Text: H.R.5911 — 115th Congress (2017-2018)All Information (Except Text)

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Introduced in House (05/22/2018)


115th CONGRESS
2d Session
H. R. 5911


To amend Public Law 115–97 (commonly known as the Tax Cuts and Jobs Act) to repeal the Arctic National Wildlife Refuge oil and gas program, and for other purposes.


IN THE HOUSE OF REPRESENTATIVES

May 22, 2018

Mr. Huffman (for himself, Mr. Grijalva, Mr. Gallego, Mr. Lowenthal, and Mr. McEachin) introduced the following bill; which was referred to the Committee on Natural Resources


A BILL

To amend Public Law 115–97 (commonly known as the Tax Cuts and Jobs Act) to repeal the Arctic National Wildlife Refuge oil and gas program, and for other purposes.

Be it enacted by the Senate and House of Representatives of the United States of America in Congress assembled,

SECTION 1. Short title.

This Act may be cited as the “Arctic Cultural and Coastal Plain Protection Act”.

SEC. 2. Findings.

The Congress finds the following:

(1) Americans cherish the continued existence of expansive, unspoiled wilderness ecosystems and wildlife found on their public lands and feel a strong moral responsibility to protect this wilderness heritage as an enduring resource to bequeath undisturbed to future generations of Americans.

(2) It is widely believed by ecologists, wildlife scientists, public land specialists, and other experts that the wilderness ecosystem centered around and dependent upon the Arctic coastal plain of the Arctic National Wildlife Refuge, Alaska, represents the very epitome of a primeval wilderness ecosystem and constitutes the greatest wilderness area and diversity of wildlife habitats of its kind in the United States.

(3) President Dwight D. Eisenhower initiated protection of the wilderness values of the Arctic coastal plain in 1960 when he set aside 8,900,000 acres establishing the Arctic National Wildlife Range expressly “for the purpose of preserving unique wildlife, wilderness and recreational values”.

(4) When the Arctic National Wildlife Refuge was established in 1980 by paragraph (2) of section 303 of the Alaska National Interest Lands Conservation Act (Public Law 96–487; 94 Stat. 90; 23 16 U.S.C. 668dd note), subparagraph (B) recognized the following four additional purposes of the Arctic National Wildlife Refuge:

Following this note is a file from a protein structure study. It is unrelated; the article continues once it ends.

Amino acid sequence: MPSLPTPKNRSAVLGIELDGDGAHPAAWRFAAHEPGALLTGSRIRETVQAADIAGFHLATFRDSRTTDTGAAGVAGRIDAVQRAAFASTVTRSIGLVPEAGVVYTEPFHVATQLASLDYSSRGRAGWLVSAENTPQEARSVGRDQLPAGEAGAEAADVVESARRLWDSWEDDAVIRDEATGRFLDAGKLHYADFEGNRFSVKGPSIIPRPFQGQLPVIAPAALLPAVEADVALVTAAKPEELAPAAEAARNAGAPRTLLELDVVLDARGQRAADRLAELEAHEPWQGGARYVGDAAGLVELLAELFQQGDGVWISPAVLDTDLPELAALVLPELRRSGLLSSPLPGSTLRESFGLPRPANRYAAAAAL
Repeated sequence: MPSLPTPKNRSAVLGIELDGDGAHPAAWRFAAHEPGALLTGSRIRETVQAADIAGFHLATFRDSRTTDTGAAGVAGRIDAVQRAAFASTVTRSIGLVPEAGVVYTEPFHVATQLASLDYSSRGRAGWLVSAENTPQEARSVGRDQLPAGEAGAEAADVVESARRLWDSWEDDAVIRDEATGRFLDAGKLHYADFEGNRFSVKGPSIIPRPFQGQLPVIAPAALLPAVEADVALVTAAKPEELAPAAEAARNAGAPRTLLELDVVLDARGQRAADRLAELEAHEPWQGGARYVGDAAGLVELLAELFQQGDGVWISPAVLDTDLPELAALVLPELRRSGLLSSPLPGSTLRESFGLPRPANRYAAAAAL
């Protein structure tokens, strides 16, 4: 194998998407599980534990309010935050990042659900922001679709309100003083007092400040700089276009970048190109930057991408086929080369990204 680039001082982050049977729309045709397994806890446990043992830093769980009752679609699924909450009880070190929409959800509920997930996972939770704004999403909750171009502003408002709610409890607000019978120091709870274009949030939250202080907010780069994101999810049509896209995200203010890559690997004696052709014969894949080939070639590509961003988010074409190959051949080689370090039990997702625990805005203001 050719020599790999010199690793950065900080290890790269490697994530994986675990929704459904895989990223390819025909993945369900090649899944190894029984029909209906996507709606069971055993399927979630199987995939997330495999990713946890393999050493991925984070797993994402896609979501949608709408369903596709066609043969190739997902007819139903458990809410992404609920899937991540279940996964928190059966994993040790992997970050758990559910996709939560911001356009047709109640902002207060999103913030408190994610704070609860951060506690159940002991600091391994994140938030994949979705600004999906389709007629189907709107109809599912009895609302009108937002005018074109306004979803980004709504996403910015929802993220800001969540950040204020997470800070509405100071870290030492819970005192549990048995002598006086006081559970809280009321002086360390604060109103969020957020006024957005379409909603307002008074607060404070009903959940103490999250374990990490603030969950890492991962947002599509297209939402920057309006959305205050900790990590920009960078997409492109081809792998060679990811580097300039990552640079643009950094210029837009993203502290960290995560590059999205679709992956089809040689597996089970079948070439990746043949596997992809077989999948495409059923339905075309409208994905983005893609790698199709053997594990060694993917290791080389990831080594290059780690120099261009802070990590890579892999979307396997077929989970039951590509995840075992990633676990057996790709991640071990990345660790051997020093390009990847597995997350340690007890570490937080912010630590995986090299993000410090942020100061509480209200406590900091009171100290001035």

(A) “To conserve fish and wildlife populations and habitats in their natural diversity including the Porcupine caribou herd”.

(B) “To fulfill the international treaty obligations for the United States with respect to fish and wildlife and their habitats”.

(C) “To provide … the opportunity for continued subsistence use by local residents”.

(D) “To ensure … water quality and quantity within the refuge”.

(5) A majority of Americans have supported and continue to support preserving and protecting the Arctic National Wildlife Refuge, including the Arctic coastal plain, from any industrial development and consider oil and gas exploration and development in particular to be incompatible with the purposes for which this incomparable wilderness ecosystem has been set aside.

(6) Canada has taken action to preserve those portions of the wilderness ecosystem of the Arctic that exist on its side of the international border and provides strong legal protection for the habitat of the Porcupine caribou herd that migrates annually through both countries to calve on the Arctic coastal plain.

(7) The Gwich’in people of eastern Alaska and Northwestern Canada have relied on the Porcupine caribou herd for millennia and caribou is a vital cultural, spiritual, and nutritional resource for the Gwich’in.

(8) The Arctic is being impacted by climate change at unprecedented levels. Temperatures are rising at twice the rate of the rest of the country, and wildlife and habitat that depend on the Arctic are being detrimentally impacted.

(9) Title II, section 20001 of Public Law 115–97 (commonly known as the Tax Cuts and Jobs Act) would allow an oil and gas program on the Coastal Plain. Oil and gas activities are not compatible with the protection of this national treasure.

(10) Repeal of section 20001 would best protect the unspoiled ecosystem of the Coastal Plain, the human rights of the Gwich’in, and the integrity of the National Wildlife Refuge System.

SEC. 3. Statement of policy.

The Congress hereby declares that it is the policy of the United States—

(1) to honor the decades of bipartisan efforts that have increasingly protected the great wilderness ecosystem of the Arctic coastal plain;

(2) to sustain this natural treasure for the current generation of Americans;

(3) to honor and respect the human rights of the Gwich’in; and

(4) to do everything possible to protect and preserve this magnificent natural ecosystem so that it may be bequeathed in its unspoiled natural condition to future generations of Americans.

SEC. 4. Repeal of Arctic National Wildlife Refuge oil and gas program.

Section 20001 of Public Law 115–97 is hereby repealed.